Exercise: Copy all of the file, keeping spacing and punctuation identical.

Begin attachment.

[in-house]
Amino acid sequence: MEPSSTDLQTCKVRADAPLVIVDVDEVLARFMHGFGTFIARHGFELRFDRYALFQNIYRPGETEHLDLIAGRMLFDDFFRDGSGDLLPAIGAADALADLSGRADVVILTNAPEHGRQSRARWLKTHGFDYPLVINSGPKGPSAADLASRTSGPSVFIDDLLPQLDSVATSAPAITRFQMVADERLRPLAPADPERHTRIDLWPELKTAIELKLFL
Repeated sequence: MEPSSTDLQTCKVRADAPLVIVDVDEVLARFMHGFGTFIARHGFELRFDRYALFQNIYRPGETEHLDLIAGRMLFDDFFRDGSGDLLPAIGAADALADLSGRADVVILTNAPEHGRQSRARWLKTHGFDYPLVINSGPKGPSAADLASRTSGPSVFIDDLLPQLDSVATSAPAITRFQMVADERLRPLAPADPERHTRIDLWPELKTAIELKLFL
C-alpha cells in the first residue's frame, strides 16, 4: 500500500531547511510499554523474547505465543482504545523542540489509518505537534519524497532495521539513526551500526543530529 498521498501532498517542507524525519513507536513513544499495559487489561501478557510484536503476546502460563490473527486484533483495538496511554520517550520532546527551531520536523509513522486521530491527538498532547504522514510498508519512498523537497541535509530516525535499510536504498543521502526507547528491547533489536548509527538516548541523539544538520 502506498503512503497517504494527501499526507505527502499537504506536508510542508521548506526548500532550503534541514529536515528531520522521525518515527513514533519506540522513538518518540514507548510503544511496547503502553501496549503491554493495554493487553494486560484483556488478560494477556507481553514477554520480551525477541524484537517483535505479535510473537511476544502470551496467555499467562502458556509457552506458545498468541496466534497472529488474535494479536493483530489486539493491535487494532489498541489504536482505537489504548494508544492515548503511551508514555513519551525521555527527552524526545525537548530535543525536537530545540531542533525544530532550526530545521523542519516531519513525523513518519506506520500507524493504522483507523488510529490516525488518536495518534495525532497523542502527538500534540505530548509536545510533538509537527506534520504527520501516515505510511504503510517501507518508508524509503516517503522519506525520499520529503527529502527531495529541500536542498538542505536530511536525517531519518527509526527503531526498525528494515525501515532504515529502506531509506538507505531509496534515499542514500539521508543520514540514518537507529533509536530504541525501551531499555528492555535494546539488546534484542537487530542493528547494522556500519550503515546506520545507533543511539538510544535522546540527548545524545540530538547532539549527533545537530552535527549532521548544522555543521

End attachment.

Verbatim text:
[in-house]
Amino acid sequence: MEPSSTDLQTCKVRADAPLVIVDVDEVLARFMHGFGTFIARHGFELRFDRYALFQNIYRPGETEHLDLIAGRMLFDDFFRDGSGDLLPAIGAADALADLSGRADVVILTNAPEHGRQSRARWLKTHGFDYPLVINSGPKGPSAADLASRTSGPSVFIDDLLPQLDSVATSAPAITRFQMVADERLRPLAPADPERHTRIDLWPELKTAIELKLFL
Repeated sequence: MEPSSTDLQTCKVRADAPLVIVDVDEVLARFMHGFGTFIARHGFELRFDRYALFQNIYRPGETEHLDLIAGRMLFDDFFRDGSGDLLPAIGAADALADLSGRADVVILTNAPEHGRQSRARWLKTHGFDYPLVINSGPKGPSAADLASRTSGPSVFIDDLLPQLDSVATSAPAITRFQMVADERLRPLAPADPERHTRIDLWPELKTAIELKLFL
C-alpha cells in the first residue's frame, strides 16, 4: 500500500531547511510499554523474547505465543482504545523542540489509518505537534519524497532495521539513526551500526543530529 498521498501532498517542507524525519513507536513513544499495559487489561501478557510484536503476546502460563490473527486484533483495538496511554520517550520532546527551531520536523509513522486521530491527538498532547504522514510498508519512498523537497541535509530516525535499510536504498543521502526507547528491547533489536548509527538516548541523539544538520 502506498503512503497517504494527501499526507505527502499537504506536508510542508521548506526548500532550503534541514529536515528531520522521525518515527513514533519506540522513538518518540514507548510503544511496547503502553501496549503491554493495554493487553494486560484483556488478560494477556507481553514477554520480551525477541524484537517483535505479535510473537511476544502470551496467555499467562502458556509457552506458545498468541496466534497472529488474535494479536493483530489486539493491535487494532489498541489504536482505537489504548494508544492515548503511551508514555513519551525521555527527552524526545525537548530535543525536537530545540531542533525544530532550526530545521523542519516531519513525523513518519506506520500507524493504522483507523488510529490516525488518536495518534495525532497523542502527538500534540505530548509536545510533538509537527506534520504527520501516515505510511504503510517501507518508508524509503516517503522519506525520499520529503527529502527531495529541500536542498538542505536530511536525517531519518527509526527503531526498525528494515525501515532504515529502506531509506538507505531509496534515499542514500539521508543520514540514518537507529533509536530504541525501551531499555528492555535494546539488546534484542537487530542493528547494522556500519550503515546506520545507533543511539538510544535522546540527548545524545540530538547532539549527533545537530552535527549532521548544522555543521